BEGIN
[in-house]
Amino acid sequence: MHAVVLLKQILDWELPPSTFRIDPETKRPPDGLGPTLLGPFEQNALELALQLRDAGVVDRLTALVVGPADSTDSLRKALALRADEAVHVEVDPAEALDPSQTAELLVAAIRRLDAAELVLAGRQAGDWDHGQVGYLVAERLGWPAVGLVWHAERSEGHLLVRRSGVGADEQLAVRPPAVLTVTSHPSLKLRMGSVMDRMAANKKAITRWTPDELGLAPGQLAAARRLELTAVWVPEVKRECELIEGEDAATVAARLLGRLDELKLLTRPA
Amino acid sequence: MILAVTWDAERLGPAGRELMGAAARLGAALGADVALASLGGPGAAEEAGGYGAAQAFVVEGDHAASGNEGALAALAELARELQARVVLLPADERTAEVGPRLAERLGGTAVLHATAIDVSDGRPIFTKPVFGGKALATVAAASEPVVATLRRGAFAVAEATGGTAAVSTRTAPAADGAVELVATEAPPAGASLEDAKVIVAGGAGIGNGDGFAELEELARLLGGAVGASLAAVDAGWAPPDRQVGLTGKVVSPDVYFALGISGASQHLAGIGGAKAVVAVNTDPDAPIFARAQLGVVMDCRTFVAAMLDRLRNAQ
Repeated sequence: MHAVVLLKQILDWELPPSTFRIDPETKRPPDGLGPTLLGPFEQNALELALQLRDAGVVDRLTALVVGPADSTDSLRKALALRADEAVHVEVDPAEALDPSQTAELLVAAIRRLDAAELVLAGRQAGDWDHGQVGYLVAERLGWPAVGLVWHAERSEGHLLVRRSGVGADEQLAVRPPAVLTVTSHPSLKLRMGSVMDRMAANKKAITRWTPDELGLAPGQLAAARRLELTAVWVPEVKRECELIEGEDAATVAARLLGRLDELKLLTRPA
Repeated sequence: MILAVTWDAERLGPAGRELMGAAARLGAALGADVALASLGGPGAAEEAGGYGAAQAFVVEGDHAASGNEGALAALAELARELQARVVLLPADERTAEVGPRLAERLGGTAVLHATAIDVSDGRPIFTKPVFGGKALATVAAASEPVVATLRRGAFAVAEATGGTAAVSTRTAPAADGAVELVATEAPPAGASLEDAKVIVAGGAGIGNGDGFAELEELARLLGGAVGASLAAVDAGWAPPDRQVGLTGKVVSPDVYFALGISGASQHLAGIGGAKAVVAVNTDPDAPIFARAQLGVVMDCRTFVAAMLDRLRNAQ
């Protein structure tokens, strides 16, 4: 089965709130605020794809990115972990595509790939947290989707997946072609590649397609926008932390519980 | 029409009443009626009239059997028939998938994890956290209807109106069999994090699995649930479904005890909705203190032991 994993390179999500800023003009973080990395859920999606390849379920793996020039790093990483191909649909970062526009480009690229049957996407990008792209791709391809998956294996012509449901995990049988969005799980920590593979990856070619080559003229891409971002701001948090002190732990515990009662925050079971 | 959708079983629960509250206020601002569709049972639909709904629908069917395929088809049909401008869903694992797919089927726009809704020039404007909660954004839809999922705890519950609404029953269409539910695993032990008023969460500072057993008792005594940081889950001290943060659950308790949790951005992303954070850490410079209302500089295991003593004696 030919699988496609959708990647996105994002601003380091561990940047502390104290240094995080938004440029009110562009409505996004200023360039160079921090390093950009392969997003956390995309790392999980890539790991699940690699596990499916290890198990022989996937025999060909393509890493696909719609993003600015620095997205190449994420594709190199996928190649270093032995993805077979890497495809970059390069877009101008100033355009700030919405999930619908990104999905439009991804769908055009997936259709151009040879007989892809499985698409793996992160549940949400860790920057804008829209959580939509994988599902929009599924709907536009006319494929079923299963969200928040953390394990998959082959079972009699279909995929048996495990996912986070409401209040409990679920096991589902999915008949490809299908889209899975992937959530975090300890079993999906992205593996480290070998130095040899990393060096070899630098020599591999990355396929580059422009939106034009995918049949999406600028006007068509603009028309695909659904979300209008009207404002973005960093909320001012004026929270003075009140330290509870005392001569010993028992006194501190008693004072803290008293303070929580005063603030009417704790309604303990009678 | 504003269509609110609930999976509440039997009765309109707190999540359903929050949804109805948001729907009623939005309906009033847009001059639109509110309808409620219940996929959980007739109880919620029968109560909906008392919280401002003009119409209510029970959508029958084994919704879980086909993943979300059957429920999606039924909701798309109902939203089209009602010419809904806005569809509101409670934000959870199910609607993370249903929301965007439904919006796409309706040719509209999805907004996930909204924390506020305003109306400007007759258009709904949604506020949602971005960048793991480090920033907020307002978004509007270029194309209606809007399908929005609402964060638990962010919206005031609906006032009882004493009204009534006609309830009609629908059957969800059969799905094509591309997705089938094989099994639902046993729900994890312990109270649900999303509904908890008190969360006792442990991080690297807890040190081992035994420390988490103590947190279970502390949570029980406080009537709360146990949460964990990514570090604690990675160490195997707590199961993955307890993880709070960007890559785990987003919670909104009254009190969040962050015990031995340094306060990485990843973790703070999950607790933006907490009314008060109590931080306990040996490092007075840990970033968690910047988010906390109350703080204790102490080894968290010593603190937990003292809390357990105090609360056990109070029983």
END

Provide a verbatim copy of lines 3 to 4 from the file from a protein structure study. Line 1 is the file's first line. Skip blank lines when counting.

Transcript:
Amino acid sequence: MILAVTWDAERLGPAGRELMGAAARLGAALGADVALASLGGPGAAEEAGGYGAAQAFVVEGDHAASGNEGALAALAELARELQARVVLLPADERTAEVGPRLAERLGGTAVLHATAIDVSDGRPIFTKPVFGGKALATVAAASEPVVATLRRGAFAVAEATGGTAAVSTRTAPAADGAVELVATEAPPAGASLEDAKVIVAGGAGIGNGDGFAELEELARLLGGAVGASLAAVDAGWAPPDRQVGLTGKVVSPDVYFALGISGASQHLAGIGGAKAVVAVNTDPDAPIFARAQLGVVMDCRTFVAAMLDRLRNAQ
Repeated sequence: MHAVVLLKQILDWELPPSTFRIDPETKRPPDGLGPTLLGPFEQNALELALQLRDAGVVDRLTALVVGPADSTDSLRKALALRADEAVHVEVDPAEALDPSQTAELLVAAIRRLDAAELVLAGRQAGDWDHGQVGYLVAERLGWPAVGLVWHAERSEGHLLVRRSGVGADEQLAVRPPAVLTVTSHPSLKLRMGSVMDRMAANKKAITRWTPDELGLAPGQLAAARRLELTAVWVPEVKRECELIEGEDAATVAARLLGRLDELKLLTRPA